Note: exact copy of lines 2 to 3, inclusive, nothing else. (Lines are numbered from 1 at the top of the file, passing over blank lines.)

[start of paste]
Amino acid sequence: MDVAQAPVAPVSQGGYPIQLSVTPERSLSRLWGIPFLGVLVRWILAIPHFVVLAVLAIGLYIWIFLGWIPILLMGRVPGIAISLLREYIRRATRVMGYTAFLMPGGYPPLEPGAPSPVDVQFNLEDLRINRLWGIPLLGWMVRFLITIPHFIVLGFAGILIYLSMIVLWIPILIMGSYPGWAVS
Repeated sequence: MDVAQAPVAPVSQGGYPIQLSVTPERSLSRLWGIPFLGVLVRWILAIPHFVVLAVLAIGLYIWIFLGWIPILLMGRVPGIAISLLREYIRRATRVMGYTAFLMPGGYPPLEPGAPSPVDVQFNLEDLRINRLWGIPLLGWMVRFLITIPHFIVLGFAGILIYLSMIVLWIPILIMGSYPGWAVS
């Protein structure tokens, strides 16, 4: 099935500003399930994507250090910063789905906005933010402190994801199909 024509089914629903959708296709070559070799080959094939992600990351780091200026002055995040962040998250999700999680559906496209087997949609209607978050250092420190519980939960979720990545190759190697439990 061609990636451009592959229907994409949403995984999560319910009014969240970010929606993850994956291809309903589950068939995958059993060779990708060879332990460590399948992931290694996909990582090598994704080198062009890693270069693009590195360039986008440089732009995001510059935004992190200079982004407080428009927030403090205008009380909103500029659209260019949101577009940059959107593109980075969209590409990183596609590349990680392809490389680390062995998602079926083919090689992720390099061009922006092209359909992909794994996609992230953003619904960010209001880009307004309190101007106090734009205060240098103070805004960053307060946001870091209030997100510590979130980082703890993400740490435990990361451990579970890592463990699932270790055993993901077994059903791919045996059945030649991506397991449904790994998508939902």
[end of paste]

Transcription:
Repeated sequence: MDVAQAPVAPVSQGGYPIQLSVTPERSLSRLWGIPFLGVLVRWILAIPHFVVLAVLAIGLYIWIFLGWIPILLMGRVPGIAISLLREYIRRATRVMGYTAFLMPGGYPPLEPGAPSPVDVQFNLEDLRINRLWGIPLLGWMVRFLITIPHFIVLGFAGILIYLSMIVLWIPILIMGSYPGWAVS
């Protein structure tokens, strides 16, 4: 099935500003399930994507250090910063789905906005933010402190994801199909 024509089914629903959708296709070559070799080959094939992600990351780091200026002055995040962040998250999700999680559906496209087997949609209607978050250092420190519980939960979720990545190759190697439990 061609990636451009592959229907994409949403995984999560319910009014969240970010929606993850994956291809309903589950068939995958059993060779990708060879332990460590399948992931290694996909990582090598994704080198062009890693270069693009590195360039986008440089732009995001510059935004992190200079982004407080428009927030403090205008009380909103500029659209260019949101577009940059959107593109980075969209590409990183596609590349990680392809490389680390062995998602079926083919090689992720390099061009922006092209359909992909794994996609992230953003619904960010209001880009307004309190101007106090734009205060240098103070805004960053307060946001870091209030997100510590979130980082703890993400740490435990990361451990579970890592463990699932270790055993993901077994059903791919045996059945030649991506397991449904790994998508939902």